Arden Theatre Company’s Latest to Be Set in a 2,600-Gallon Pool

Doug Hara, seen in the original, Broadway and regional productions, directs Metamorphoses at the Arden. | Photo by Teresa Wood

Doug Hara in the Arena Stage production of Metamorphoses. He’ll direct the Arden’s adaptation. | Photo by Teresa Wood

If you know the work of Mary Zimmerman, the theatre artist whose play Metamorphoses opens the season of Philly’s Arden Theatre Company this year, you know she doesn’t do anything small. The writer and director is known for over-the-top scenery and production values—from a giant sleepwalking plank that emerged over the orchestra pit at the Met’s La Sonnambula to her lavish staging of Disney’s The Jungle Book.

So it’s no surprise that her recent staging of her play Metamorphoses called for a giant pool on stage, and that’s exactly what the Arden is planning to construct: 2,600 gallons of water will invade the space, and performers will use the aquatic landscape throughout the play, which is adapted from the classic Ovid poem. The Arden even warns that audience members may get wet.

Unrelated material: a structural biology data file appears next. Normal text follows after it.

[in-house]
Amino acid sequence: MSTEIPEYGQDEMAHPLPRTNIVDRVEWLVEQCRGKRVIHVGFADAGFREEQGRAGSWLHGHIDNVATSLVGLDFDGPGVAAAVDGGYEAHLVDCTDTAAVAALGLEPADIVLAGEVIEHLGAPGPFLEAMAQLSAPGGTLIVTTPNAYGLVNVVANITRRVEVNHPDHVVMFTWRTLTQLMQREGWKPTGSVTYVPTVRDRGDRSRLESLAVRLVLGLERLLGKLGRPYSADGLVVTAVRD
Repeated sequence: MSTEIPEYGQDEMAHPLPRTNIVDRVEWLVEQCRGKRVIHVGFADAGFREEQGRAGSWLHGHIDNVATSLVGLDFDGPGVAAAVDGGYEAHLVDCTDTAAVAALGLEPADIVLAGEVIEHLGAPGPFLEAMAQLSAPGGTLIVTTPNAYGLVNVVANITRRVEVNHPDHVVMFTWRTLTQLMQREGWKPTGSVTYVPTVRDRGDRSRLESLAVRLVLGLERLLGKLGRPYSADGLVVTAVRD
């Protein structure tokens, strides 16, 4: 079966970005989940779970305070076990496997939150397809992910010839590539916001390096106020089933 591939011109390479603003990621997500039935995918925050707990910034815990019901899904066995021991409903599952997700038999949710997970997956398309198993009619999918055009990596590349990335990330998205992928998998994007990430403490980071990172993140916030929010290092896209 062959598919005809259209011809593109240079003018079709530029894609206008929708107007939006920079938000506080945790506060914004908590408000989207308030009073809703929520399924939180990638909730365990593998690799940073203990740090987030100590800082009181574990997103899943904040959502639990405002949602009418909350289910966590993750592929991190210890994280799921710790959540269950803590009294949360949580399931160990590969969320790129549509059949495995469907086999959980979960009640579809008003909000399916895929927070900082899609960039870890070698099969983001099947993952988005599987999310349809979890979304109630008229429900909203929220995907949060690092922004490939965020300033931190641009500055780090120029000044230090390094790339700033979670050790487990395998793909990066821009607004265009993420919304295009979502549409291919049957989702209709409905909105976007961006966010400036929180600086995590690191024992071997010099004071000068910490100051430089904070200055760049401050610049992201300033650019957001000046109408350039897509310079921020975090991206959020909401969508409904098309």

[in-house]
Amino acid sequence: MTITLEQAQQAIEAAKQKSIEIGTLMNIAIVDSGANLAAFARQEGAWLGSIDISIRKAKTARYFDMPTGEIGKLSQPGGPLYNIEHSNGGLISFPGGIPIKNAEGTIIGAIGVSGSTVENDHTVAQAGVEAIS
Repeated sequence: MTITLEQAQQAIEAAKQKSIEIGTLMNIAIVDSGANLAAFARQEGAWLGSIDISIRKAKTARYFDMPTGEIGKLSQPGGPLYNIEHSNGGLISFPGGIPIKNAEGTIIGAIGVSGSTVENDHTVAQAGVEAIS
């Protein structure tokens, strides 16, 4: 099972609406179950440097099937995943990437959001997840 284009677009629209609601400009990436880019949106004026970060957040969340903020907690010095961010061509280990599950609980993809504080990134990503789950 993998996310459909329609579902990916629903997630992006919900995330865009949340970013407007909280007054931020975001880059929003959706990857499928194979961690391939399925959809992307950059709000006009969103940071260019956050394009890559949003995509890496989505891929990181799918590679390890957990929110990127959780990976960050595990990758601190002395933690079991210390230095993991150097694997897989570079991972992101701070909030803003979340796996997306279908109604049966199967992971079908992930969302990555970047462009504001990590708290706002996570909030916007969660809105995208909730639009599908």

Rendering of Arden's Metamorphoses pool.

Model of the Arden’s Metamorphoses pool.

To make it clear: Zimmerman isn’t directing this production, but the company is borrowing from her adaptation … pool included. The body of water will be an 18-by-24-foot monster, ranging in depth from 2 to 24 inches and temperature-controlled to ensure that it is “no less than 99 degrees at the top of the show,” Arden Production Manager Courtney Riggar tells me. “These temps have been derived over the course of many productions to ensure actor comfort and safety. The expectation is that the pool will cool to 90 degrees by show’s end.”

It’ll be adequately filtered throughout the run of show, but when the audience comes in, the filters and heaters will be turned off so the pool is clear and smooth as glass. The pool will be drained every two weeks and re-filled for the safety and comfort of the actors, and there will be “hotboxes,” which are fully enclosed heated dressing areas for the actors just outside view of the audience. They estimate that 75 towels will be used during every show. That’s 600 per week.

So far, the pool hasn’t been filled with water. It’s kept empty so crew can load in surrounding scenic elements, says Riggar. “Actors will enter the pool for the first time on Tuesday, September 15th. This will give them an entire week in the water before tech, which is several days more than normal productions.”

I guess we’ll have to wait to go splashing, all in good theatrical taste. The production opens on October 1st. For more information, visit the Arden website.